Conkers: conquerors compete in quirky quest
SHACKLE, in Sydney, Australia
Recalling carefree days playing conkers in an Essex (UK) primary school yard
80 years ago, I'd like to be in Ashton, an English village near Oundle in
Northamptonshire, on October 8, for the World Conker Championships. After that,
I'd make my way to County Kilkenny to watch the Irish Conker Championship on
The first recorded game of conkers took place in the Isle of Wight in 1848,
and it soon became popular as a children's pastime played in school yards
throughout Britain and Ireland. (I was a fanatical player in the 1920s). Then,
in 1965 a group of drinkers in a village pub began playing conkers instead of
going fishing. Their modest game gradually developed into a world contest.
"Thousands flock to Ashton to watch this great spectacle as modern day
gladiators fight for glory armed only with a nut and 12inches [30cm] of string,"
trumpets the official website. Two contestants take turns to hit their
opponent's conker with their own, until one of the nuts breaks.
The French Conkers Federation displays a well illustrated account of the
Ashton championships on its attractive website. It reports:
10,000 persons, 450 players, all the present English media,
arbitrators and officials everywhere around us. It is incredible, crazy,
raving, they are Conkers's world championships. The second Sunday of October
becomes the compulsory meeting of all the followers of the Conkers.
Every year since 1995, the members of the Team of France go in this
temple to pick up the supreme title. At the moment, our best place is the
second in male individual classification because 4 years ago, our team
returned to France with the Vice-champion of Conkers's world, but the second
place in this game, it is the place of the idiot!!!
In 1999, a report in the Glasgow (Scotland) Sunday Herald said times were
changing at Tony Blair's old school, Fettes College in Edinburgh. The annual
rugby and hockey competitions between masters and pupils had been scrapped and
In some parts of England conkers are called obblyonkers or cheggies.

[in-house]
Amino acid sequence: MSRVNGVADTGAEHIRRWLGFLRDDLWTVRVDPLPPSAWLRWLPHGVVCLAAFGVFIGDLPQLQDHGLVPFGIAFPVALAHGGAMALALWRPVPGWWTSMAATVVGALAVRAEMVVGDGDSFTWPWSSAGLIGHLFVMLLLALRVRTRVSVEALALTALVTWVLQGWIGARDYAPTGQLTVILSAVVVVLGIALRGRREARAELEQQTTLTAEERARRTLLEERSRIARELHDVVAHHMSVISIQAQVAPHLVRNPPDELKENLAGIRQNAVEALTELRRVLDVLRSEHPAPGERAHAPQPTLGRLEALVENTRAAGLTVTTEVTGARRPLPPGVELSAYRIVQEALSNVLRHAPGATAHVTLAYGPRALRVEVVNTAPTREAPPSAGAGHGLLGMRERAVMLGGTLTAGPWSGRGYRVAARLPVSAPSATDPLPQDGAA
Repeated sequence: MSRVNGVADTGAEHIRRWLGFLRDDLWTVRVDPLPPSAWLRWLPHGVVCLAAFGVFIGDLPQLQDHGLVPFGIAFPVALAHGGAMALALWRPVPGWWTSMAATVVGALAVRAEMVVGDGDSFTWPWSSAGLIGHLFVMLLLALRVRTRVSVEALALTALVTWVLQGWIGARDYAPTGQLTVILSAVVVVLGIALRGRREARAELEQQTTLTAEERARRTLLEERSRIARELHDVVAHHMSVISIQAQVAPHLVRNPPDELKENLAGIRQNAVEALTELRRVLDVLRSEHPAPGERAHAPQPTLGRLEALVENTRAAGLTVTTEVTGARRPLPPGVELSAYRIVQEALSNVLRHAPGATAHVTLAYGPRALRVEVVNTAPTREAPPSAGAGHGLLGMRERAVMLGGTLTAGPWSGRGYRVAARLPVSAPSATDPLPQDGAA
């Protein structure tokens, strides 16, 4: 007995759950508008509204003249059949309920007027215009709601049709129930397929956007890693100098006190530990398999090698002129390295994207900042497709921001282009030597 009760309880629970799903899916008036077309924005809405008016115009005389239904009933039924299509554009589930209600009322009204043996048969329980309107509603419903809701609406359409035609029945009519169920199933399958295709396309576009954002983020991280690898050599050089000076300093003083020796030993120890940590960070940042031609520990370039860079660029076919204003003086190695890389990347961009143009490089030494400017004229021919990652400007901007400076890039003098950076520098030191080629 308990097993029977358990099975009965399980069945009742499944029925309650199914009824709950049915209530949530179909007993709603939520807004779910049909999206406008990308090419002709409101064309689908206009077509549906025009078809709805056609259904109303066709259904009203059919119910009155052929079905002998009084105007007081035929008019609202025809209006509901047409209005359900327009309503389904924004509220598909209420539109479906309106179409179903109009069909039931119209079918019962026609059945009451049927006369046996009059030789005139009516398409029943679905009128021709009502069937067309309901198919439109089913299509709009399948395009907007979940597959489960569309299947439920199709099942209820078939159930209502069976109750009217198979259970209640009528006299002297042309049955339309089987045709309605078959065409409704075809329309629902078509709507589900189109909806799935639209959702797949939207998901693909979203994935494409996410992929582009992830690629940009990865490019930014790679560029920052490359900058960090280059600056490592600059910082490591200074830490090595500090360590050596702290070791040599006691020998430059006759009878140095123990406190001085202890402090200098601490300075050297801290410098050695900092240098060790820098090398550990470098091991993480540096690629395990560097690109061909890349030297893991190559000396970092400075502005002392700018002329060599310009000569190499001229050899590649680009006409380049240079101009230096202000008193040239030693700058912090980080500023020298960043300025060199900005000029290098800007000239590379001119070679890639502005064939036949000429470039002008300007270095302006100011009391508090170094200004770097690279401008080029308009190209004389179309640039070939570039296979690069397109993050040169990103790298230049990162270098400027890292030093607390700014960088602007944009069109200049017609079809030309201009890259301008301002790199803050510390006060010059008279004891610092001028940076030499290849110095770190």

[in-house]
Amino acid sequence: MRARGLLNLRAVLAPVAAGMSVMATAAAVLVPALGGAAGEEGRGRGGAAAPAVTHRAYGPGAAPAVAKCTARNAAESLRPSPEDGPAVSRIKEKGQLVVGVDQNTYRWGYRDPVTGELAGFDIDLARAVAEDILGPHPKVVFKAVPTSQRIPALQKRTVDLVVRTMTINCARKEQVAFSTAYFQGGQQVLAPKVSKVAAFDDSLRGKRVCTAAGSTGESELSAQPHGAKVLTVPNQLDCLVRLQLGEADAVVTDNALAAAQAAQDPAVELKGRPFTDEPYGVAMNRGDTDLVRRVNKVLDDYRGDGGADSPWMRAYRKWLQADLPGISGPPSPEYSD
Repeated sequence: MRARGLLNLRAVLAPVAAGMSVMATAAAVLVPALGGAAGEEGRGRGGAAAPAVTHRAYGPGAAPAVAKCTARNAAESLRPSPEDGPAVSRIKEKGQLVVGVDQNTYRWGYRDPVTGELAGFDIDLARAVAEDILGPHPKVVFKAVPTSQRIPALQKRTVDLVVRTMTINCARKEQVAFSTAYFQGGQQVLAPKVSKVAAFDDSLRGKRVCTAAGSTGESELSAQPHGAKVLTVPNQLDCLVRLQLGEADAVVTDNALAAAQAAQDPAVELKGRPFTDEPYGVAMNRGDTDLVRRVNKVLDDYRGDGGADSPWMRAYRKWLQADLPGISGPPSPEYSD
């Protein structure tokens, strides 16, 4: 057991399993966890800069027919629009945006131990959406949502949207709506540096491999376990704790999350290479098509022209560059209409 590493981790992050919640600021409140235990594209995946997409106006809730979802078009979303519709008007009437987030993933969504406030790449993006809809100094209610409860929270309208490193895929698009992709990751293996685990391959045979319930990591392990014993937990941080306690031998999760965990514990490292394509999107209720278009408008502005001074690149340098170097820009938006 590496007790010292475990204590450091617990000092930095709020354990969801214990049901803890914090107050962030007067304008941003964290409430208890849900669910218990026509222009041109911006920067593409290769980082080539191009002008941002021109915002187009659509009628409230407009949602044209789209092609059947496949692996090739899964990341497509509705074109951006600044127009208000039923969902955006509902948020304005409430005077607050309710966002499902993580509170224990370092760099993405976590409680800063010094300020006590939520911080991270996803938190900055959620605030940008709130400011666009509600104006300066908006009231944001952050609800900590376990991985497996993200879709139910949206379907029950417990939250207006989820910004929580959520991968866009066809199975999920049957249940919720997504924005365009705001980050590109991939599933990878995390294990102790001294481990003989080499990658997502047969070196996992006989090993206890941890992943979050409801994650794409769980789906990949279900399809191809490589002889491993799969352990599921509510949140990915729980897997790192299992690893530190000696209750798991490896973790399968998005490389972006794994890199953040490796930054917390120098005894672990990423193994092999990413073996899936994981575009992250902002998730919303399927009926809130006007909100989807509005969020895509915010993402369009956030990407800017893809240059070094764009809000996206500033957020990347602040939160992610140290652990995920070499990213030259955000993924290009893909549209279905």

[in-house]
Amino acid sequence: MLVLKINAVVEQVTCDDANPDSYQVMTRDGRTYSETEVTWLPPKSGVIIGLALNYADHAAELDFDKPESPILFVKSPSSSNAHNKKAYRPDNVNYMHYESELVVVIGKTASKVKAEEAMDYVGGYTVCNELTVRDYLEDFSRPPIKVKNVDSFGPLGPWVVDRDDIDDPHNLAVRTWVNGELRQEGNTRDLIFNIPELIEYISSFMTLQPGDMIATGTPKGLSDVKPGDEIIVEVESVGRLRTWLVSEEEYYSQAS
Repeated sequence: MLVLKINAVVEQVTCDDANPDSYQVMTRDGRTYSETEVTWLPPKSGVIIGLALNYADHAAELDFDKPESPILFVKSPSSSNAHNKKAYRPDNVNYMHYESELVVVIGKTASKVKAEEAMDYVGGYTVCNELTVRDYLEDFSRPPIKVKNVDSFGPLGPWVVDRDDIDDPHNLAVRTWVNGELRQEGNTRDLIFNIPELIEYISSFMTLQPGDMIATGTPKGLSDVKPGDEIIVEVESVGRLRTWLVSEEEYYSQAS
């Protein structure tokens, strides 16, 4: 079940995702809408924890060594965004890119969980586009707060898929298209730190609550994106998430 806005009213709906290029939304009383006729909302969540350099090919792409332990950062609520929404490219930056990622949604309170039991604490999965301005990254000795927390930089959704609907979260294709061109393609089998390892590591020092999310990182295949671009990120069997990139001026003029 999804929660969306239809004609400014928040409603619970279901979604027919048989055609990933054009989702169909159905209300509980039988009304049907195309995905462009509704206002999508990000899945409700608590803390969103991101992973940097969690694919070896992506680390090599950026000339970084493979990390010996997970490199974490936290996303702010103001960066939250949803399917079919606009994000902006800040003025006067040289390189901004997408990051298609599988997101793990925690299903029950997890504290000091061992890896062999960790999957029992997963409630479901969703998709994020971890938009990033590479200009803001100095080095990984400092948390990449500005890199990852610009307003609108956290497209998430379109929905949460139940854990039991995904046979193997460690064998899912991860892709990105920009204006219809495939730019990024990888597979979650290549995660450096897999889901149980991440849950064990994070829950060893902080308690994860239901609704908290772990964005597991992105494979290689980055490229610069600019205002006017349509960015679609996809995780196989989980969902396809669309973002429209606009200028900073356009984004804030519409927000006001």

Americans call them buckeyes. Ohio, where they're found in large numbers
(although they're smaller than the European variety), is often called The
"My grandpa gets buckeyes from his buckeye trees for me so I can make buckeye
necklaces, bracelets and key chains," 10-year-old Gabrielle Dendinger wrote in a
Grandparents' Day message in Ohio's Columbus Dispatch.
But I've never heard of a buckeye world championship.
FOOTNOTE. My 50-year-old Concise Oxford Dictionary states that one
meaning of the word "conqueror" is a "horse-chestnut that has broken others
in boys' game of conkers."
Golden Spurtle World Porridge-Making Championship
While the World Conker Contest is in progress in England on October 8,
further north, the 13th annual Golden Spurtle World Porridge-Making
Championship will take place in Carrbridge, Inverness-shire, Scotland.
contest website says "The piper, millers, judges and entrants meet at the
famous bridge for a complimentary dram to toast ‘The Porridge’ before
proceeding to the Village Hall where the competition commences. Badenoch and
Strathspey Pipe Band will play at bridge and then lead procession.".
in the world is a spurtle? A year ago, Velvet Perston proudly told the
Sydney Morning Herald's Column 8 that she had "been using my husband's
spurtle every day of our married life."
Here's a definition from the
Some say porridge should only be stirred in a clock wise direction
using the right hand so you don't evoke the 'Devil'. The stirring is
done with a straight wooden spoon /stick without a moulded or flat end
and known is Scotland as a 'Spurtle' or 'Theevil'. Porridge should
always be spoken of as 'they' and old custom states that it should be
eaten standing up. A bone spoon should always be used for eating
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